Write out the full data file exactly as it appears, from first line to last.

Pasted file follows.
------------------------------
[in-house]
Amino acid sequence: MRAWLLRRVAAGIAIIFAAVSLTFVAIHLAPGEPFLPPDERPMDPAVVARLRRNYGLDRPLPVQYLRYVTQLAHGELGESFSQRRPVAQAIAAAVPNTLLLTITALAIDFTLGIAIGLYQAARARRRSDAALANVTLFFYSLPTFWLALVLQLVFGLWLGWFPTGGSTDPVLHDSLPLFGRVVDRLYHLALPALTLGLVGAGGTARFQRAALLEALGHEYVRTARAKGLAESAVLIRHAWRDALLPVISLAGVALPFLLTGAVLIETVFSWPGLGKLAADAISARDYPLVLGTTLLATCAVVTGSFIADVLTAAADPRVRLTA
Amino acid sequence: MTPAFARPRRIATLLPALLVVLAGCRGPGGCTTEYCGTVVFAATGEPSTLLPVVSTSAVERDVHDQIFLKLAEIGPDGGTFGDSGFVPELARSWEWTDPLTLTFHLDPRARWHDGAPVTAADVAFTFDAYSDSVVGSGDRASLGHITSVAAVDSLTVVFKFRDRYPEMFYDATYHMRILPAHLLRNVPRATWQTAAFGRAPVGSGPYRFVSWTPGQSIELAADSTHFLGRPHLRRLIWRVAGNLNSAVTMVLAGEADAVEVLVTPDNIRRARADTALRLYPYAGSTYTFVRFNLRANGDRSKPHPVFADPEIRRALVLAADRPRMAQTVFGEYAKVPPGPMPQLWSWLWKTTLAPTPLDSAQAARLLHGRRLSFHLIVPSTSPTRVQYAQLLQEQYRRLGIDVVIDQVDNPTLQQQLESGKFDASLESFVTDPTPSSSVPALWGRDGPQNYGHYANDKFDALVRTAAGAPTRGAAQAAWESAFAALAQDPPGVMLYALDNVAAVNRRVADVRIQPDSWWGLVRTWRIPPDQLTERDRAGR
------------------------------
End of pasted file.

[in-house]
Amino acid sequence: MRAWLLRRVAAGIAIIFAAVSLTFVAIHLAPGEPFLPPDERPMDPAVVARLRRNYGLDRPLPVQYLRYVTQLAHGELGESFSQRRPVAQAIAAAVPNTLLLTITALAIDFTLGIAIGLYQAARARRRSDAALANVTLFFYSLPTFWLALVLQLVFGLWLGWFPTGGSTDPVLHDSLPLFGRVVDRLYHLALPALTLGLVGAGGTARFQRAALLEALGHEYVRTARAKGLAESAVLIRHAWRDALLPVISLAGVALPFLLTGAVLIETVFSWPGLGKLAADAISARDYPLVLGTTLLATCAVVTGSFIADVLTAAADPRVRLTA
Amino acid sequence: MTPAFARPRRIATLLPALLVVLAGCRGPGGCTTEYCGTVVFAATGEPSTLLPVVSTSAVERDVHDQIFLKLAEIGPDGGTFGDSGFVPELARSWEWTDPLTLTFHLDPRARWHDGAPVTAADVAFTFDAYSDSVVGSGDRASLGHITSVAAVDSLTVVFKFRDRYPEMFYDATYHMRILPAHLLRNVPRATWQTAAFGRAPVGSGPYRFVSWTPGQSIELAADSTHFLGRPHLRRLIWRVAGNLNSAVTMVLAGEADAVEVLVTPDNIRRARADTALRLYPYAGSTYTFVRFNLRANGDRSKPHPVFADPEIRRALVLAADRPRMAQTVFGEYAKVPPGPMPQLWSWLWKTTLAPTPLDSAQAARLLHGRRLSFHLIVPSTSPTRVQYAQLLQEQYRRLGIDVVIDQVDNPTLQQQLESGKFDASLESFVTDPTPSSSVPALWGRDGPQNYGHYANDKFDALVRTAAGAPTRGAAQAAWESAFAALAQDPPGVMLYALDNVAAVNRRVADVRIQPDSWWGLVRTWRIPPDQLTERDRAGR